"The party line is that genitals are used for the exchange of sperm," she says. "But the fact is that among mammals, they are often colored very brightly and are bigger than they need to be."
She believes oversized genitalia, the peacock's tail and perhaps even the enormous human brain evolved as a medium of communication, of body language between members of the same sex, because of this need for social inclusion.
The second part of her theory is that females do not choose males for their genes, as Darwin taught, but to avoid "deadbeat dads." She says females manage male power by selecting for good fathers rather than good sperm. This, she believes, creates a marketplace for reproductive opportunity.
Dominant males have a lot on their plate, maintaining their physical condition, controlling large territories and seeing off challengers. So it is in their interest to sub-contract out the task of finding a mate. The example she gives is the bluegill sunfish of North America, where a dominant male will recruit a smaller, feminine male -- so-called because he sports female colors -- in what looks like a homosexual courtship. They mate with a female in a menage a trois. The conventional view is that the feminine male mimics the female to steal copulations. But Roughgarden says no one has proved the dominant male does not know the feminine male is male. She argues that he is negotiating a reproductive opportunity for both himself and the dominant male, that he may have been "schooled" with the females and therefore brings to the deal his prior rapport with them.
Data show females prefer to enter territories containing dominant and feminine males.
She admits there is no direct evidence to support her hypothesis and has a get-out clause, arguing that as a theoretical ecologist it is her job to explain diversity and the job of experimentalists to gather the proof.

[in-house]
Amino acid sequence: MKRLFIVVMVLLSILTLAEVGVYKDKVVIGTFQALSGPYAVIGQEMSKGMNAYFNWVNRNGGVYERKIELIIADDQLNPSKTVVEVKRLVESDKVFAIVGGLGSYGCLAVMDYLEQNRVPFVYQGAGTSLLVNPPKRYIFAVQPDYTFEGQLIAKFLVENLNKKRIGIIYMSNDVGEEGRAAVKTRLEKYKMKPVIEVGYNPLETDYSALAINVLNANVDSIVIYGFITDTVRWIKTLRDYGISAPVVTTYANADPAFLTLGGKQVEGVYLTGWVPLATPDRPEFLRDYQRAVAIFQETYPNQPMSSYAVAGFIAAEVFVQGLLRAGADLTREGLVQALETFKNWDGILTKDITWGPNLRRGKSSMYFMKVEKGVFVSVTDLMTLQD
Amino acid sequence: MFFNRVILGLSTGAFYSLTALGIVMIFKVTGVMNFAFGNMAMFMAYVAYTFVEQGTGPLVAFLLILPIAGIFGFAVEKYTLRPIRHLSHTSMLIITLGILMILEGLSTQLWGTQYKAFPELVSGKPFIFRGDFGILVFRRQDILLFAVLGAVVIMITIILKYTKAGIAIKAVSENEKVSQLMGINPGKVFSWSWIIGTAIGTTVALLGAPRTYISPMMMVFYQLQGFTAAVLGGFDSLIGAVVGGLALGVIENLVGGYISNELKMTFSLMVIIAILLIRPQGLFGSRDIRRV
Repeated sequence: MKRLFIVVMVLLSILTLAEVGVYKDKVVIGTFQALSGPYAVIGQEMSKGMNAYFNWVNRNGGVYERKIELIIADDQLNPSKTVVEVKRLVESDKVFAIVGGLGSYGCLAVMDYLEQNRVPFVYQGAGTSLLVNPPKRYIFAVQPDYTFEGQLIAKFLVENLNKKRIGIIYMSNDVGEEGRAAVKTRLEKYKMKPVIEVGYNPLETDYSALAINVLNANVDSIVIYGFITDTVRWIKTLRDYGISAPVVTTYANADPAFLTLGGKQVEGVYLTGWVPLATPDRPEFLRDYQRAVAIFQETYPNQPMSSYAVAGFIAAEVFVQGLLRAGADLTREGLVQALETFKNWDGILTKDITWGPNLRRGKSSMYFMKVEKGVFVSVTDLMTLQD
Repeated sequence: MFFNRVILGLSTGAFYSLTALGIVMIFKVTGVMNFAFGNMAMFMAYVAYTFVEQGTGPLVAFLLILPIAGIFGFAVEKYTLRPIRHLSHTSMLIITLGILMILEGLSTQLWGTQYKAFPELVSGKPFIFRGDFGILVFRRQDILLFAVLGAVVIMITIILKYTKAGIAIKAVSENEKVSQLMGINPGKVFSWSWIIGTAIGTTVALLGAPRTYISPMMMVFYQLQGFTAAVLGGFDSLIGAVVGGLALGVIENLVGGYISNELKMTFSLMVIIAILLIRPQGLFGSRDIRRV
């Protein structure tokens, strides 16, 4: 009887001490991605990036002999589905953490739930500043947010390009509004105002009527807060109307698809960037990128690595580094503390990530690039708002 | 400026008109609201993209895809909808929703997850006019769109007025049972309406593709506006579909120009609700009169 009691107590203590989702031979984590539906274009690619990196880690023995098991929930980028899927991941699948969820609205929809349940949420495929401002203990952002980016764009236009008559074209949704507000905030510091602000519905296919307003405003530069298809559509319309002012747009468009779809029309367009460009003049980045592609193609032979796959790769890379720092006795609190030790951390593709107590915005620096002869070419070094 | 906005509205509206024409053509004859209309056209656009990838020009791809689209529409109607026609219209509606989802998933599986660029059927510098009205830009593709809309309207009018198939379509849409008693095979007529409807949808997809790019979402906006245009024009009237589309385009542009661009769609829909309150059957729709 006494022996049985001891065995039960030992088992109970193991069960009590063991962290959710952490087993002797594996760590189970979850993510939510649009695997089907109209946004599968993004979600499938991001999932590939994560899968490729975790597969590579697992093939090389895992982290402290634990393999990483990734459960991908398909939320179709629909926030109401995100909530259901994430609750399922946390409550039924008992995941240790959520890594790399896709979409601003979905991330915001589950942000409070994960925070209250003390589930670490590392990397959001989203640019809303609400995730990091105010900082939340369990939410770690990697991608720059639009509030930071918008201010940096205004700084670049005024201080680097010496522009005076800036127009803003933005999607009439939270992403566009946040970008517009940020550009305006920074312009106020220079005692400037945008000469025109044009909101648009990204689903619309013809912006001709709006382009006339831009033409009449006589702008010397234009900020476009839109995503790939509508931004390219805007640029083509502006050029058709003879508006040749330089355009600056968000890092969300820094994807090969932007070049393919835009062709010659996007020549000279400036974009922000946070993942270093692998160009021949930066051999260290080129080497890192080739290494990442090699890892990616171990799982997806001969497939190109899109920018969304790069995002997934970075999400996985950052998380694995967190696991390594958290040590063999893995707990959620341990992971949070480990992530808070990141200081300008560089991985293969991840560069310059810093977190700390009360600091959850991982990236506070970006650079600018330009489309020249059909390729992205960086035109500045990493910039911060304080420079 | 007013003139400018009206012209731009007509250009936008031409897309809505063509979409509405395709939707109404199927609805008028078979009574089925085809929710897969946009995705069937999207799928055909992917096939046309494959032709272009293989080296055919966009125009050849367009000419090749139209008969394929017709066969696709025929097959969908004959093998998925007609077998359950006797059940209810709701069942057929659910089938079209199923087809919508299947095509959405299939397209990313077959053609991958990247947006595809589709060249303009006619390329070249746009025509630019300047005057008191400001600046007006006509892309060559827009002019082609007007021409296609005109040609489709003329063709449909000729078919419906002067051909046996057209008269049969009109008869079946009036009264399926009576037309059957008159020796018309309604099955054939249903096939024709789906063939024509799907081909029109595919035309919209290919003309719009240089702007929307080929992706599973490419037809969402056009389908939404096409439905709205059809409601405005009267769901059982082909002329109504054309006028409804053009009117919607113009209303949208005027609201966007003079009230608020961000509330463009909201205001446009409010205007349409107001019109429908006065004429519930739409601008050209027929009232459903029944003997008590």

Paul Vasey, a behavioral neurobiologist at the University of Lethbridge in Alberta, Canada, studies Japanese macaques in their habitat of Mount Fuji. He says their lesbian pairings in the breeding season do not promote social cohesion, because -- just as in heterosexual pairs -- the females avoid incest. Dominant females will often also protect their subordinate lesbian partners against higher-ranking aggressors. In his opinion, their motivation is pure sensual pleasure.
Perhaps, in taking on Darwin, Roughgarden only wants to set the ball rolling. In the book she makes clear her personal and political standpoint, warding off criticism with the argument that throughout history those who have upheld Darwinian theory have had an axe to grind -- whether it be to defend male philandering or to propagate the notion of a genetic elite.
She is also careful not to extrapolate her findings to humans, pointing out that patterns of homosexuality vary between species.
"One can't draw parallels with humans other than to say that homosexuality is a regular part of nature and not some pathology," she says. However, she mentions the hijra, an ancient, caste-like group of transgendered people in India, and traces gender-crossing in history from the Cybelean priestesses of the Roman Empire, through the transvestite saints of the middle ages right back to Joan of Arc.
Evolution's Rainbow: Diversity, Gender and Sexuality in Nature and People, by Joan Roughgarden, will be published by University of California Press.